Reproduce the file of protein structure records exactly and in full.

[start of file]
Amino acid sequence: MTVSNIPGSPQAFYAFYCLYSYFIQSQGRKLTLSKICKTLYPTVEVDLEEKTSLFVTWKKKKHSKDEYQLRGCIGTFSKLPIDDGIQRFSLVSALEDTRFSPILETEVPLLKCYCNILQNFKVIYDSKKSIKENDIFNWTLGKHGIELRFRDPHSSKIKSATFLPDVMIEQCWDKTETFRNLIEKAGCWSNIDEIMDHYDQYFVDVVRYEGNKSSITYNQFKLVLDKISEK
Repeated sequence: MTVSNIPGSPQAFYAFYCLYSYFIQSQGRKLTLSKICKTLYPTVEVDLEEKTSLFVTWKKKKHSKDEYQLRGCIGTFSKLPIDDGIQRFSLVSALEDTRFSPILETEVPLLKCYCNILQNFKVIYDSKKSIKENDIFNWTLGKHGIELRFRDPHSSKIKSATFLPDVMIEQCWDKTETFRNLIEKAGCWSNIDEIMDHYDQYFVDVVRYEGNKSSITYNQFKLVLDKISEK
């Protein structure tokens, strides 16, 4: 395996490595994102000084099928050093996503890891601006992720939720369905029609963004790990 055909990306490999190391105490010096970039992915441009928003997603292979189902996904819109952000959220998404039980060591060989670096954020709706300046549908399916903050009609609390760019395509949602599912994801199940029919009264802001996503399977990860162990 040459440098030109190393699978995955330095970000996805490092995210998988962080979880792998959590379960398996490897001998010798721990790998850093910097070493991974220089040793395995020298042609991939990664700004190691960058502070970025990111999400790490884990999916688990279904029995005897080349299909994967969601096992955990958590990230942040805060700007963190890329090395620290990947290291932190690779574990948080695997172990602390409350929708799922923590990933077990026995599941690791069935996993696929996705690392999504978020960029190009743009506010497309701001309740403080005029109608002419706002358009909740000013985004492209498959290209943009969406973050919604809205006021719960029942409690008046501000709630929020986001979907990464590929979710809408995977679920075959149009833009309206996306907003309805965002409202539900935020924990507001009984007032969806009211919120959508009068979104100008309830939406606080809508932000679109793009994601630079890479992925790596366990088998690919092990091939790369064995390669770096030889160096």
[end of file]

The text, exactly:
Amino acid sequence: MTVSNIPGSPQAFYAFYCLYSYFIQSQGRKLTLSKICKTLYPTVEVDLEEKTSLFVTWKKKKHSKDEYQLRGCIGTFSKLPIDDGIQRFSLVSALEDTRFSPILETEVPLLKCYCNILQNFKVIYDSKKSIKENDIFNWTLGKHGIELRFRDPHSSKIKSATFLPDVMIEQCWDKTETFRNLIEKAGCWSNIDEIMDHYDQYFVDVVRYEGNKSSITYNQFKLVLDKISEK
Repeated sequence: MTVSNIPGSPQAFYAFYCLYSYFIQSQGRKLTLSKICKTLYPTVEVDLEEKTSLFVTWKKKKHSKDEYQLRGCIGTFSKLPIDDGIQRFSLVSALEDTRFSPILETEVPLLKCYCNILQNFKVIYDSKKSIKENDIFNWTLGKHGIELRFRDPHSSKIKSATFLPDVMIEQCWDKTETFRNLIEKAGCWSNIDEIMDHYDQYFVDVVRYEGNKSSITYNQFKLVLDKISEK
């Protein structure tokens, strides 16, 4: 395996490595994102000084099928050093996503890891601006992720939720369905029609963004790990 055909990306490999190391105490010096970039992915441009928003997603292979189902996904819109952000959220998404039980060591060989670096954020709706300046549908399916903050009609609390760019395509949602599912994801199940029919009264802001996503399977990860162990 040459440098030109190393699978995955330095970000996805490092995210998988962080979880792998959590379960398996490897001998010798721990790998850093910097070493991974220089040793395995020298042609991939990664700004190691960058502070970025990111999400790490884990999916688990279904029995005897080349299909994967969601096992955990958590990230942040805060700007963190890329090395620290990947290291932190690779574990948080695997172990602390409350929708799922923590990933077990026995599941690791069935996993696929996705690392999504978020960029190009743009506010497309701001309740403080005029109608002419706002358009909740000013985004492209498959290209943009969406973050919604809205006021719960029942409690008046501000709630929020986001979907990464590929979710809408995977679920075959149009833009309206996306907003309805965002409202539900935020924990507001009984007032969806009211919120959508009068979104100008309830939406606080809508932000679109793009994601630079890479992925790596366990088998690919092990091939790369064995390669770096030889160096």